Is there a way someone could use my cellphone number with out using my phone?
July 28, 2012 5:11 PM   Subscribe

Is there a way someone could use my cellphone number with out using my phone?

I received a phone call on my cell phone today that is a bit of a mystery to me. The man on the other end said that he missed a call from my phone number so he hit redial and called me back. I was about to brush it off as a pocket dial, but my phone has been off for two days (dead battery and missing charger). I had just plugged it in a few hours earlier. What makes this stranger is that after the call I checked my call log and there is no record of this number ever being called from my phone. So not a pocket dial and not a wrong number so how could this happen? I am sure there is a logical explanation for this strange call but until I know my overactive imagination is going to take over and turn this into a phone call from another dimension.
posted by SheMulp AKA Plus 1 to Technology (5 answers total) 1 user marked this as a favorite
Best answer: Caller ID spoofing is a real thing and if you scroll down in that article there are a bunch of listed reasons why someone might spoof caller ID. I first became aware of it when people were using some variation of this to fake post as people on Twitter. Also possible it's just some social engineering thing, but I wouldn't worry too much about it, just be cautious about providing personal information to strangers as per usual.
posted by jessamyn at 5:15 PM on July 28, 2012

Best answer: Yes, caller id can be spoofed.

If this is just a one time thing, I wouldn't worry about it.
posted by sparklemotion at 5:15 PM on July 28, 2012

I was beaten to it. One non-malicious explanation is if you have a number similar to some business that would legitimately use spoofing, which could have been mistyped in the spoofing software. Do you get calls intended for a business with any regularity?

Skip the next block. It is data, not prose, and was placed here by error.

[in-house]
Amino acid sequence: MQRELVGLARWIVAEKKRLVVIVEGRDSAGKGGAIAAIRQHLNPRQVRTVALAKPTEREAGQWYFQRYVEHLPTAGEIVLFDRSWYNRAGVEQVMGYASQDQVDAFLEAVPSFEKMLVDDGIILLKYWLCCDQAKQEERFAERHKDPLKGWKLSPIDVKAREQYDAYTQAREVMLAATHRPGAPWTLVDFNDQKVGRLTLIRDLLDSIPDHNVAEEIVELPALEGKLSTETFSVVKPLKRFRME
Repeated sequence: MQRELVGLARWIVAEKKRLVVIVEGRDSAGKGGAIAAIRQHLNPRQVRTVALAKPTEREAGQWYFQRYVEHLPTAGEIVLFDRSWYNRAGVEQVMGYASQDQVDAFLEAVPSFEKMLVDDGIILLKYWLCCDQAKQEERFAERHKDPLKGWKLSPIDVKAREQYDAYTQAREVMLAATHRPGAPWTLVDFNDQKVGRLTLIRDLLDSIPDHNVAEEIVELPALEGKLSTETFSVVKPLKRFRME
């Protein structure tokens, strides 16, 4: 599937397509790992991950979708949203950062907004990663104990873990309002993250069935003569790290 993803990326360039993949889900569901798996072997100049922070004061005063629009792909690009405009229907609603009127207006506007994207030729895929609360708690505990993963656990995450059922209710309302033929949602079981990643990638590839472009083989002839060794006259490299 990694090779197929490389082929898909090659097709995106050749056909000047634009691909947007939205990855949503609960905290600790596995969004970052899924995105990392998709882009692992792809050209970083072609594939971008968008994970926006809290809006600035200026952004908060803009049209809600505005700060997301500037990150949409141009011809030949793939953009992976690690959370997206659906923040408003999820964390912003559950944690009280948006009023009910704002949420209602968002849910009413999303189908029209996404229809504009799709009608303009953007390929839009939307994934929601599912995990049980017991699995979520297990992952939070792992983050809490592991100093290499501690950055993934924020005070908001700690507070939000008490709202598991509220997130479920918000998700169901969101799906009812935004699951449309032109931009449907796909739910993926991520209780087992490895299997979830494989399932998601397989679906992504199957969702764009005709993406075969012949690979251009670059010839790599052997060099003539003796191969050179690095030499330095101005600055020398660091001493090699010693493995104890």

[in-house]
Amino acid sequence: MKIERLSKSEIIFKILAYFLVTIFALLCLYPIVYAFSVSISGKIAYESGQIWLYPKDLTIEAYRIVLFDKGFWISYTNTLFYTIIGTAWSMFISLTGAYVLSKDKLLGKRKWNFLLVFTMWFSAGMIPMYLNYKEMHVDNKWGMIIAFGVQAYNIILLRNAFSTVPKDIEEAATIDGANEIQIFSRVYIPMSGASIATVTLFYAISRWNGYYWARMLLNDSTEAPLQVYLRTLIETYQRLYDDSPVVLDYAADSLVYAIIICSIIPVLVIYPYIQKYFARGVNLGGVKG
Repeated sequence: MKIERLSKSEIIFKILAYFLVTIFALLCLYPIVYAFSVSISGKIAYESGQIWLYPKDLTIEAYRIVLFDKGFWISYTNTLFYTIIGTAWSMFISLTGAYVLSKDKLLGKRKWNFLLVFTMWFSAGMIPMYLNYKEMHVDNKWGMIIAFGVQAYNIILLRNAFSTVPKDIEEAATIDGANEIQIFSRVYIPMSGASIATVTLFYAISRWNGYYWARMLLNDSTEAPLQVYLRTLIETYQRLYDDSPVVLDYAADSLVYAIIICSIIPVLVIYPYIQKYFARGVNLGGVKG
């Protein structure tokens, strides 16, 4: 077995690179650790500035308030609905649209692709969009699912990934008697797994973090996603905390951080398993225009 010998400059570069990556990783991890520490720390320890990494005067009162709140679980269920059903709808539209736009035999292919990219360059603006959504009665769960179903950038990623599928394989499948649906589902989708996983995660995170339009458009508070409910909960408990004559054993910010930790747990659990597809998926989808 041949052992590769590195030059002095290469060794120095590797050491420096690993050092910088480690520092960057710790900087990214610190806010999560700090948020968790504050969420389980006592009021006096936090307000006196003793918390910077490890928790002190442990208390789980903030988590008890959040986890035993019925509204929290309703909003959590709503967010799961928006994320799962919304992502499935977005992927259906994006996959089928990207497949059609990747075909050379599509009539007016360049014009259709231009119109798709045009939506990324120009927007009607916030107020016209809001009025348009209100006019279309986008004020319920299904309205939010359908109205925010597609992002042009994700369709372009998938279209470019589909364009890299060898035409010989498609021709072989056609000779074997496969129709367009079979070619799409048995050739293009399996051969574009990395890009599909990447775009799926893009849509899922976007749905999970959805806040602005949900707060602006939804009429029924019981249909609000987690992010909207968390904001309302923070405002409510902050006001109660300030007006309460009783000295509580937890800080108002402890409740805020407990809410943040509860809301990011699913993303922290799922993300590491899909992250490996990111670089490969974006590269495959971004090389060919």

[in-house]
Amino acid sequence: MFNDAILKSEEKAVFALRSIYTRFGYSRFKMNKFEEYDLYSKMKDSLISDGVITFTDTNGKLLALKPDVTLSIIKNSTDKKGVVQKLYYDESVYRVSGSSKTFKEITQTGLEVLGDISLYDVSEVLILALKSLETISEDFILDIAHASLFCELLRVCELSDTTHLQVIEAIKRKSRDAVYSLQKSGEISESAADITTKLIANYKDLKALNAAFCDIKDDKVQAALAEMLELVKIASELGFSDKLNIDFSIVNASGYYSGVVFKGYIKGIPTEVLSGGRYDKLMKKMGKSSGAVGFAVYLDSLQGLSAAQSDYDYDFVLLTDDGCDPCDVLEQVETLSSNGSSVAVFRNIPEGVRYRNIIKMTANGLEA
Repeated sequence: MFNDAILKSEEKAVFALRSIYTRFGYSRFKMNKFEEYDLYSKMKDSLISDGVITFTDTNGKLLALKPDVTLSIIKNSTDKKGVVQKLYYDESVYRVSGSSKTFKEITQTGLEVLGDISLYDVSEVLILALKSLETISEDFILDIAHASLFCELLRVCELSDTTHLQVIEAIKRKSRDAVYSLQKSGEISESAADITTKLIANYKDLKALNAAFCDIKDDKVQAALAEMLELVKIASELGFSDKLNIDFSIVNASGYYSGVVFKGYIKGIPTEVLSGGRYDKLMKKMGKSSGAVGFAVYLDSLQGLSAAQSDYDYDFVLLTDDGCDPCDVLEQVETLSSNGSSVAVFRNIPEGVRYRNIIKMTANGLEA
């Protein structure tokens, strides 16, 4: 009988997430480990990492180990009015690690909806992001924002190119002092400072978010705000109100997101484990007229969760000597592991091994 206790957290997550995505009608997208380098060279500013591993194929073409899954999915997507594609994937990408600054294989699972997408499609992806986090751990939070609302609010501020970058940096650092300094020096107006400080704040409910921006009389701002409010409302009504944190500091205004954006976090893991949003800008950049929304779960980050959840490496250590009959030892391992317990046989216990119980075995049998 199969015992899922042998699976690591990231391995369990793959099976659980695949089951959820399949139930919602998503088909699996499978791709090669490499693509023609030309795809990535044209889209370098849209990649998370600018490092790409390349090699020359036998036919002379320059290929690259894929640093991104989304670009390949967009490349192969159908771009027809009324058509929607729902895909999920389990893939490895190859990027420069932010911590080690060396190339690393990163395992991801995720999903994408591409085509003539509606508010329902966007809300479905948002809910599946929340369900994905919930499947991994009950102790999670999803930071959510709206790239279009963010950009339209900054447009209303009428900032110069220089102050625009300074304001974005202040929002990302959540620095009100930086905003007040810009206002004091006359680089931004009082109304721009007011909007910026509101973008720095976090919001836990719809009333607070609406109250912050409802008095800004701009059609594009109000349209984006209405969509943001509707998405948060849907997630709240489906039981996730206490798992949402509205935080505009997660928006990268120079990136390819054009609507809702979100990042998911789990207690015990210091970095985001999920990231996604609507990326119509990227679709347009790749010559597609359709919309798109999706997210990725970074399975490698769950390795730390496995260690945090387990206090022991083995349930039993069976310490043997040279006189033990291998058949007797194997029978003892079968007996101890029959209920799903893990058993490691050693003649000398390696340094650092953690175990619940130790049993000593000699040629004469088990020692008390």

posted by Lemurrhea at 5:18 PM on July 28, 2012

This happened to one of my co-workers where her number got spoofed by a robo-calling sketchy telemarketer (the fake auto warranty people if I remember right) she ended up having to get a new number because she was getting constant call-backs from annoyed/upset people thinking she called them.
posted by Captain_Science at 6:17 PM on July 28, 2012

Sometimes, these things just get messed up. For example, say you have the phone number 551-555-1212. (A real area code in New Jersey) Someone from a city in Sao Paulo, Brazil calls someone in the US. Their number in Brazil is 1555121288. Brazil's country code is 55. So if they call someone in the US, most phone companies will pass through 5515551212 as the caller ID, since their equipment only passes the first 10 digits. Oops.

Sometimes it goes the other way. For whatever reason the country code doesn't get added to the beginning of the number and you'll get a collision that way.

Spoofing is certainly possible, but it's not even the most likely explanation.
posted by wierdo at 10:03 PM on July 28, 2012

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